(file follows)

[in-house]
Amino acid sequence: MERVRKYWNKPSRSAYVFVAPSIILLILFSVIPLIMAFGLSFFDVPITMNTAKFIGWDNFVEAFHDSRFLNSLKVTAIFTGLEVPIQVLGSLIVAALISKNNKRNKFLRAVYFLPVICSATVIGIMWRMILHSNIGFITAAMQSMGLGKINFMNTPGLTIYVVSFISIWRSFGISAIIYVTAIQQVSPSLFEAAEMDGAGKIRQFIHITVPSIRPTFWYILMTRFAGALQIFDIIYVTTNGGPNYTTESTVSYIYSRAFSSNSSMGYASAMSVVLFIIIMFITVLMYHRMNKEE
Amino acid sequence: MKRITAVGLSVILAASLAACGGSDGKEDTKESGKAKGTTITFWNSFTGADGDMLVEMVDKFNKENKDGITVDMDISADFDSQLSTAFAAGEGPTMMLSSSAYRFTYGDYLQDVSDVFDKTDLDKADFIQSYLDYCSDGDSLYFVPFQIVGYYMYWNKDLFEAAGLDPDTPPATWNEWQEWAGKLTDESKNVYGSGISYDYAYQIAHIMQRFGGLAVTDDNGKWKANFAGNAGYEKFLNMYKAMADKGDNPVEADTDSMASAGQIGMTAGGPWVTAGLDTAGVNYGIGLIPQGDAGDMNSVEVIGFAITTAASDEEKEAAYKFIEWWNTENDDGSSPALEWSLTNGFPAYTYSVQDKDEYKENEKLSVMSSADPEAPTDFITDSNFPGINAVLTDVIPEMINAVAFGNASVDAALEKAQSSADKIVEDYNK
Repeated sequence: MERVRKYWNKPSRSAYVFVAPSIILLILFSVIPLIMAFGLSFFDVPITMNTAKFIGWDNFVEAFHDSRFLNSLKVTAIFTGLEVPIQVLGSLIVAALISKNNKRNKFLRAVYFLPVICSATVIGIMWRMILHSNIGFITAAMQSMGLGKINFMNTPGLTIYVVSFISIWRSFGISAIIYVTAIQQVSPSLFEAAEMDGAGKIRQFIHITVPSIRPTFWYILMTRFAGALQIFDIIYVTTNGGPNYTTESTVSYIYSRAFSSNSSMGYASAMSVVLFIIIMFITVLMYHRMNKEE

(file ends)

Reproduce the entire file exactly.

[in-house]
Amino acid sequence: MERVRKYWNKPSRSAYVFVAPSIILLILFSVIPLIMAFGLSFFDVPITMNTAKFIGWDNFVEAFHDSRFLNSLKVTAIFTGLEVPIQVLGSLIVAALISKNNKRNKFLRAVYFLPVICSATVIGIMWRMILHSNIGFITAAMQSMGLGKINFMNTPGLTIYVVSFISIWRSFGISAIIYVTAIQQVSPSLFEAAEMDGAGKIRQFIHITVPSIRPTFWYILMTRFAGALQIFDIIYVTTNGGPNYTTESTVSYIYSRAFSSNSSMGYASAMSVVLFIIIMFITVLMYHRMNKEE
Amino acid sequence: MKRITAVGLSVILAASLAACGGSDGKEDTKESGKAKGTTITFWNSFTGADGDMLVEMVDKFNKENKDGITVDMDISADFDSQLSTAFAAGEGPTMMLSSSAYRFTYGDYLQDVSDVFDKTDLDKADFIQSYLDYCSDGDSLYFVPFQIVGYYMYWNKDLFEAAGLDPDTPPATWNEWQEWAGKLTDESKNVYGSGISYDYAYQIAHIMQRFGGLAVTDDNGKWKANFAGNAGYEKFLNMYKAMADKGDNPVEADTDSMASAGQIGMTAGGPWVTAGLDTAGVNYGIGLIPQGDAGDMNSVEVIGFAITTAASDEEKEAAYKFIEWWNTENDDGSSPALEWSLTNGFPAYTYSVQDKDEYKENEKLSVMSSADPEAPTDFITDSNFPGINAVLTDVIPEMINAVAFGNASVDAALEKAQSSADKIVEDYNK
Repeated sequence: MERVRKYWNKPSRSAYVFVAPSIILLILFSVIPLIMAFGLSFFDVPITMNTAKFIGWDNFVEAFHDSRFLNSLKVTAIFTGLEVPIQVLGSLIVAALISKNNKRNKFLRAVYFLPVICSATVIGIMWRMILHSNIGFITAAMQSMGLGKINFMNTPGLTIYVVSFISIWRSFGISAIIYVTAIQQVSPSLFEAAEMDGAGKIRQFIHITVPSIRPTFWYILMTRFAGALQIFDIIYVTTNGGPNYTTESTVSYIYSRAFSSNSSMGYASAMSVVLFIIIMFITVLMYHRMNKEE